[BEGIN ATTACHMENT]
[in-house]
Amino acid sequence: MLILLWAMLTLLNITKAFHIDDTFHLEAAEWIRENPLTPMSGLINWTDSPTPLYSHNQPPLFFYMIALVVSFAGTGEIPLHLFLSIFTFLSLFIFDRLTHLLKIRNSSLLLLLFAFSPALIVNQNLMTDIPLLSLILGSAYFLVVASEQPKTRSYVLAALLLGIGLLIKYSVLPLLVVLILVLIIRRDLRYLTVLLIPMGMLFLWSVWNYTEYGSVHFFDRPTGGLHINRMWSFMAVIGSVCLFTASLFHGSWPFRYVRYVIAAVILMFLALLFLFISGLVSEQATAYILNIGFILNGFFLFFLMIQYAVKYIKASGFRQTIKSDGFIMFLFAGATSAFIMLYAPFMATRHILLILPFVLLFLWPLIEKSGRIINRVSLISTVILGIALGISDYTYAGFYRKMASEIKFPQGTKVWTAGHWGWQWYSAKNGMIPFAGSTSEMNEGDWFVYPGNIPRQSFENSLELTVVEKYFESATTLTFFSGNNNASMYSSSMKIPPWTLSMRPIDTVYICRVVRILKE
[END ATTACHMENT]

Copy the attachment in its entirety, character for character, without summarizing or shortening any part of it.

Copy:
[in-house]
Amino acid sequence: MLILLWAMLTLLNITKAFHIDDTFHLEAAEWIRENPLTPMSGLINWTDSPTPLYSHNQPPLFFYMIALVVSFAGTGEIPLHLFLSIFTFLSLFIFDRLTHLLKIRNSSLLLLLFAFSPALIVNQNLMTDIPLLSLILGSAYFLVVASEQPKTRSYVLAALLLGIGLLIKYSVLPLLVVLILVLIIRRDLRYLTVLLIPMGMLFLWSVWNYTEYGSVHFFDRPTGGLHINRMWSFMAVIGSVCLFTASLFHGSWPFRYVRYVIAAVILMFLALLFLFISGLVSEQATAYILNIGFILNGFFLFFLMIQYAVKYIKASGFRQTIKSDGFIMFLFAGATSAFIMLYAPFMATRHILLILPFVLLFLWPLIEKSGRIINRVSLISTVILGIALGISDYTYAGFYRKMASEIKFPQGTKVWTAGHWGWQWYSAKNGMIPFAGSTSEMNEGDWFVYPGNIPRQSFENSLELTVVEKYFESATTLTFFSGNNNASMYSSSMKIPPWTLSMRPIDTVYICRVVRILKE